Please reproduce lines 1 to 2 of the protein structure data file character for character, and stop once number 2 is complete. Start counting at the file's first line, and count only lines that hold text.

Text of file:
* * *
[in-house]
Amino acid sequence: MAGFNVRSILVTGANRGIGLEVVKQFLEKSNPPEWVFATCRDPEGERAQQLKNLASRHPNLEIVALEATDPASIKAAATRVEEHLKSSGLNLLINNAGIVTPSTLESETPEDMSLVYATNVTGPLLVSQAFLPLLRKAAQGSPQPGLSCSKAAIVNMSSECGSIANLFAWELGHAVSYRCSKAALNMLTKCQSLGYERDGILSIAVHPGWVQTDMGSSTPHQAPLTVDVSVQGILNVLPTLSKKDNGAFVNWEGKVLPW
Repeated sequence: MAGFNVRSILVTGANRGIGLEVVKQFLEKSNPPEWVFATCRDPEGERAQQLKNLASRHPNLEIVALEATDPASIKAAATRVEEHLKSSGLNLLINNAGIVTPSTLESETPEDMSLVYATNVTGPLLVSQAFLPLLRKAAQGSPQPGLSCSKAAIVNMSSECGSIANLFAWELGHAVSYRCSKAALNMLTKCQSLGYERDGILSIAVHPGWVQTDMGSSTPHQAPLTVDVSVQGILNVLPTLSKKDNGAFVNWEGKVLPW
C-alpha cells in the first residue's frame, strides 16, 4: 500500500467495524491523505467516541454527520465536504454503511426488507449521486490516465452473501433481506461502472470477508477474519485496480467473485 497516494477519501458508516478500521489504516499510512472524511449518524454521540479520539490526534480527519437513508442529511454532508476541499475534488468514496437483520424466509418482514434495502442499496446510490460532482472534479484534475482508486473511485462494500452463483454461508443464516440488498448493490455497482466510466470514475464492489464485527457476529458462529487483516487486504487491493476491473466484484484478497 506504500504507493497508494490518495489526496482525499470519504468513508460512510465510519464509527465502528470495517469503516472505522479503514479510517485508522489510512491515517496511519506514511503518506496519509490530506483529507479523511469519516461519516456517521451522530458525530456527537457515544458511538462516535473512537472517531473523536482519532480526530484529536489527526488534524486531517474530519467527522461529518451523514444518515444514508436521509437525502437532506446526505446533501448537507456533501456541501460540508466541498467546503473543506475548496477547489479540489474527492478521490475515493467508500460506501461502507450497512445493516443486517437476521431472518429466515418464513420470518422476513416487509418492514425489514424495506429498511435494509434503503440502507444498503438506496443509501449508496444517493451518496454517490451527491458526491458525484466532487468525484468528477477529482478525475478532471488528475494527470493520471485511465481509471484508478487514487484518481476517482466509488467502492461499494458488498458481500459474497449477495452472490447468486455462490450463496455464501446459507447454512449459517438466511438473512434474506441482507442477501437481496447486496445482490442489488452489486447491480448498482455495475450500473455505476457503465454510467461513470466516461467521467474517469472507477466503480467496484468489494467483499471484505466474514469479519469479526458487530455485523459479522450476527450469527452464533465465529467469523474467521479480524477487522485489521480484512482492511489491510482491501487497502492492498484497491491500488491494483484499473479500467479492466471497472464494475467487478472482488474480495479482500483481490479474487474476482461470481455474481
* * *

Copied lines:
[in-house]
Amino acid sequence: MAGFNVRSILVTGANRGIGLEVVKQFLEKSNPPEWVFATCRDPEGERAQQLKNLASRHPNLEIVALEATDPASIKAAATRVEEHLKSSGLNLLINNAGIVTPSTLESETPEDMSLVYATNVTGPLLVSQAFLPLLRKAAQGSPQPGLSCSKAAIVNMSSECGSIANLFAWELGHAVSYRCSKAALNMLTKCQSLGYERDGILSIAVHPGWVQTDMGSSTPHQAPLTVDVSVQGILNVLPTLSKKDNGAFVNWEGKVLPW